(I am also fine. How much for the potatoes?)

Baba, in his rough but soothing voice replied,
“Beta mandi se aaj 30 rupay kilo mile hain. Tum 40 rupay kilo se le lo”

(I got them for Rs30 per kilogram from the vegetable market. You can buy them for Rs40 per kilogram from me.)

After realising that he had left the list in the car, Ahsan replied,
“Theek hai Baba, doh kilo nikaal dein”

(Okay Baba, please take out two kilograms)

As he turned to get the list from his car, a black Land Cruiser screeched across the road and parked next to his car. A woman stepped off the driver’s seat and started walking towards the vegetable cart; she was wearing huge sunglasses on her face and held a designer handbag. On his way to get the list from the car Ahsan noticed two guards with AK47s in her car.

Then he heard the woman ordering arrogantly,
Teen kilo aaloo de doh

(Give me three kilograms of potatoes)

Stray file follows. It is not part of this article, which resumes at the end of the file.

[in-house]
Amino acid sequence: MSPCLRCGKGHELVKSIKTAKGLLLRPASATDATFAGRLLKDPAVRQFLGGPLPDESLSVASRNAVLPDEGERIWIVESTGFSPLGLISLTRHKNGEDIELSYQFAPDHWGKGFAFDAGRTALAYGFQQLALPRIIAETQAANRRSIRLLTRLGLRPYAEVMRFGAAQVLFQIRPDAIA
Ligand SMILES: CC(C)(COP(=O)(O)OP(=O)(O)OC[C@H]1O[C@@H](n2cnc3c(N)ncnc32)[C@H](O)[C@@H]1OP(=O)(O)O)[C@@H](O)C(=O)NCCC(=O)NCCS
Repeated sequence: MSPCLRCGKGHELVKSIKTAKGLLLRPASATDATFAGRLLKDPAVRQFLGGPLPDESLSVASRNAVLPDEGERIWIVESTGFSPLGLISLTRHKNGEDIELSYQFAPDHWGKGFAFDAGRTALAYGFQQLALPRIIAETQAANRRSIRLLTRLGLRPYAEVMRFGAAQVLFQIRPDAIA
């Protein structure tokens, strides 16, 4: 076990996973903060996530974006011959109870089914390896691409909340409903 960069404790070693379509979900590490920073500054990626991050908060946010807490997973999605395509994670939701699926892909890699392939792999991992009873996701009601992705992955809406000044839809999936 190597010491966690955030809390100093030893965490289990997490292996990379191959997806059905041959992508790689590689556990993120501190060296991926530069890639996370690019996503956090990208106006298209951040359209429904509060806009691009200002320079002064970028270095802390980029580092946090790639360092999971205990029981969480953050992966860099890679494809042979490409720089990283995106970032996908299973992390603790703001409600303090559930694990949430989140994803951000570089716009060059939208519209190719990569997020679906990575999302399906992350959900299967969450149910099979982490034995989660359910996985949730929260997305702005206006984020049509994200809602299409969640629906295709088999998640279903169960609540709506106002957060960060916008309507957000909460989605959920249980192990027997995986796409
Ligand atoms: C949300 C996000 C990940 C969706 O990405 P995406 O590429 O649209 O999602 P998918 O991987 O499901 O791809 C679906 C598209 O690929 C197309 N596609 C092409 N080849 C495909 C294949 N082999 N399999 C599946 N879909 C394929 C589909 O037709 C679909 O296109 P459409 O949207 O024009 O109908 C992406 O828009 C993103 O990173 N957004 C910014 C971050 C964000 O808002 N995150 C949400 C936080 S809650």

The Baba innocently pointed towards Ahsan and said,
 “Baji, pehle inn ko farigh kar dun, phir aap ke liye bharta hun”,

(Ma’am, let me just fill his order first, then I’ll do yours)

Mere paas time nahi hai. Abhi dena hai tou do!”

(I don’t have time. If you want to give it, then give it now)

She exclaimed rudely.

Baba looked at Ahsan helplessly, who gestured to serve her first and stepped aside. Baba quickly filled a bag of potatoes and weighed it at three kilograms.
Bus itne se aaloo teen kilo mein, zaroor koi garbar ki hai scale mein!” she accused.

(Only these many potatoes in three kilograms? You must have messed around with the scale)